In Danforth, the U.S. Supreme Court held that the federal retroactivity doctrine does not constrain the authority of state courts to give broader effect to new rules of criminal procedure than is required by Teague v. Lane, 489 U.S. 288 (1989). Danforth, 128 S.Ct. at 1042. The Court stated that "[s]tates are independent sovereigns with plenary authority to make and enforce their own laws as long as they do not infringe on federal constitutional guarantees." Id. at 1041. A state is thereby "free to give its citizens the benefit of [the U.S. Supreme Court‟s] rule in any fashion that does not offend federal law." Id. Danforth clarified that it is acceptable for states to give broader protection to defendants by applying state retroactivity law in state post-conviction proceedings. Id. at 1046. This Court must now decide whether it will give retroactive effect to the rule pronounced in Ring in state post-conviction proceedings in cases that were final on direct review when Ring was announced.
The first issue presented in this case is what standard this Court should use to decide whether Idaho courts will retroactively apply new rules of federal constitutional law in post-conviction proceedings. Petitioners, who contend that the State violated their rights under the Sixth Amendment when a judge sentenced them to death instead of a jury, ask this Court to employ Idaho‟s traditional three-part retroactivity test based upon Linkletter v. Walker, 381 U.S. 618 (1965), which this Court adopted in Thompson v. Hagan, 96 Idaho 19, 25, 523 P.2d 1365, 1371 (1974).*fn1 The State argues that this Court should dismiss the instant appeals pursuant to I.C. § 19-2719(5)(c), or, in the alternative, that the Court should adopt the federal retroactivity standard of Teague, which bars the retroactive application of Ring. Petitioners urge this Court to find that I.C. § 19-2719(5)(c) is unconstitutional.
We expressly adopt the retroactivity test from Teague for criminal cases on collateral review. We conclude that, applying the Teague standard, the rule announced in Ring will not be given retroactive application in the instant cases. Because we do not retroactively apply Ring, we decline to address whether I.C. § 19-2719(5)(c) requires this Court to dismiss Petitioners‟ appeals or whether the statute is unconstitutional. In order to clarify the standards by which we evaluate whether new rules of law are to be given retroactive effect, we examine federal decisions addressing retroactivity, other states‟ analyses of retroactivity since Danforth and our past decisions considering retroactivity.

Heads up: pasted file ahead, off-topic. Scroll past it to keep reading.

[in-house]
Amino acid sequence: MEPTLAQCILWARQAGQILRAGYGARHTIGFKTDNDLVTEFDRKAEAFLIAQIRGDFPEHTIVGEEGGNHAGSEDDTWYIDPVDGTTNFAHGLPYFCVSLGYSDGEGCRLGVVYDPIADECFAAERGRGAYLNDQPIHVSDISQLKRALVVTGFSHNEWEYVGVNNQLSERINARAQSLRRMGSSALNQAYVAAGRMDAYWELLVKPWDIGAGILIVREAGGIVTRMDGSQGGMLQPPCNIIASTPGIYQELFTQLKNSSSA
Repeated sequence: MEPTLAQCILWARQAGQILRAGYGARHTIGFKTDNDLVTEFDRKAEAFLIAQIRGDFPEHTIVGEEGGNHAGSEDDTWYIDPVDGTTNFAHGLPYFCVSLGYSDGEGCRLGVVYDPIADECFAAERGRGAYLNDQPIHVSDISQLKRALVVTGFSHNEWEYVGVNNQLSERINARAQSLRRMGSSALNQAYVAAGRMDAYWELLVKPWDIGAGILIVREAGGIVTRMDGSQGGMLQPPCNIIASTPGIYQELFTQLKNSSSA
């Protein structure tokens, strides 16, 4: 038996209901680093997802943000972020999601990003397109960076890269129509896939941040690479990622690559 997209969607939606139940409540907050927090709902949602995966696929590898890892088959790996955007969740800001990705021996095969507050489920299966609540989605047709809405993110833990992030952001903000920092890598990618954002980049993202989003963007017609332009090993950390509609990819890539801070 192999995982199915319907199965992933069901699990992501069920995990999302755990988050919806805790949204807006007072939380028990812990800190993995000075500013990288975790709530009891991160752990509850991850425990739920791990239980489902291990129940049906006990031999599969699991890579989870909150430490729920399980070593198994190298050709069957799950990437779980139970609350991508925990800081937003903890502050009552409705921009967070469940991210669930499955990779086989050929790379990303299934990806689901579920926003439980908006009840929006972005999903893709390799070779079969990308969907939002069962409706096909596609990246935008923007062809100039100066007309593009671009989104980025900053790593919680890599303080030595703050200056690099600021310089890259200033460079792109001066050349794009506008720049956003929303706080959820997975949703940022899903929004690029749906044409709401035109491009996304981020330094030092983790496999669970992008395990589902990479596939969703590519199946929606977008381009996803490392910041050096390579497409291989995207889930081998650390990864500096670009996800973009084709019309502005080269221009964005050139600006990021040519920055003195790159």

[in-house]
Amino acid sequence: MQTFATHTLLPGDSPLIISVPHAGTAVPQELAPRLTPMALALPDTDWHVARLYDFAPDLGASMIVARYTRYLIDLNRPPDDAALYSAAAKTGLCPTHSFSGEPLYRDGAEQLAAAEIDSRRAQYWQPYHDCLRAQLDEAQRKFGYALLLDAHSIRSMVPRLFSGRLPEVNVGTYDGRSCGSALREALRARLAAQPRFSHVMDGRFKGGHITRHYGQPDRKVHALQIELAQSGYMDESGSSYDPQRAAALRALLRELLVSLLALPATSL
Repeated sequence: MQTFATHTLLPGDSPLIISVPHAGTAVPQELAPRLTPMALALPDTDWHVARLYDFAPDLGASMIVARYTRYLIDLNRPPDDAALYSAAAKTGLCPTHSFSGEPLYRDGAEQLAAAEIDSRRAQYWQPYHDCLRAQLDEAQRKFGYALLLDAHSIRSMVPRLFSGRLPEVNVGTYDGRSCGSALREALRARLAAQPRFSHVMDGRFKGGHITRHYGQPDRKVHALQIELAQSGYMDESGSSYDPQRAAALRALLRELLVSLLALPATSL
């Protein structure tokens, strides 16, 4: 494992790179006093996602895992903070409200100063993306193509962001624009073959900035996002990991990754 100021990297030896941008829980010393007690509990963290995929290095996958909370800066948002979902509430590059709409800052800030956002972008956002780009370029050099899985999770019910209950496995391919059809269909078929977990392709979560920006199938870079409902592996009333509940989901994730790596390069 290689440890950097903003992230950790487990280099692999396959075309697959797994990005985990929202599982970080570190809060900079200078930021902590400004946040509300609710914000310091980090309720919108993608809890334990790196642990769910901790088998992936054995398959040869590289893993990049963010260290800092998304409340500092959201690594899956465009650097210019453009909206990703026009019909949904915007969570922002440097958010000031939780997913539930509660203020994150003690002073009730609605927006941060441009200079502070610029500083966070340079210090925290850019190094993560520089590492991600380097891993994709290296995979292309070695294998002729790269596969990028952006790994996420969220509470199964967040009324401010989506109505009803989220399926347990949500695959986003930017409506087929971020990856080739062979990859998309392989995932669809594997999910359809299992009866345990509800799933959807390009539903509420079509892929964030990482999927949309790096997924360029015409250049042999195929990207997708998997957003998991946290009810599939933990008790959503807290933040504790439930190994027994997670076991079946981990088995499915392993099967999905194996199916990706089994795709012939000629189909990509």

A. Federal Retroactivity Decisions
The U.S. Supreme Court expressly considered the issue of retroactivity for the first time in Linkletter. Danforth, 128 U.S. at 1036. The Court held that courts should determine the retroactive effect of each new rule on a case-by-case basis by weighing the purpose of the rule and the reliance of the States on the prior law against the effect on the administration of justice of retroactive application of the rule. Id. at 1036-37. This Court adopted the Linkletter retroactivity analysis in Thompson, 96 Idaho at 25, 523 P.2d at 1371. The Linkletter test was criticized by scholars and members of the U.S. Supreme Court. Danforth, 128 U.S. at 1037. Justice Harlan noted that application of the Linkletter test produced different results depending on whether cases were subject to direct review, whether trials had commenced, whether tainted evidence had yet to be introduced at trial and other factors. Id. (citing Desist v. U.S., 394 U.S. 244, 257 (1969) (Harlan, J., dissenting)). This led the U.S. Supreme Court to characterize the Linkletter approach as "unprincipled and inequitable" in Griffith v. Kentucky, 479 U.S. 314 (1987). Id.
A plurality of the Court in Teague adopted a new retroactivity approach. Id. Teague was later adopted by a majority of the Court. Penry v. Lynaugh, 492 U.S. 302 (1989), overruled on other grounds by Adkins v. Virginia, 536 U.S. 304 (2002). Under Teague, new constitutional rules of criminal procedure are not applicable to those cases that have become final before the new rules are announced. Danforth, 128 U.S. at 1037-38 (quoting Teague, 489 U.S. at 310). There are two exceptions to this rule: rules that render types of primary conduct beyond the power of the criminal law-making authority to proscribe and watershed rules that implicate the fundamental fairness of the trial. Id. (quotations and citations omitted). This Court continued to use the Linkletter approach long after the U.S. Supreme Court abandoned it, most recently in BHA Investments v. City of Boise, ...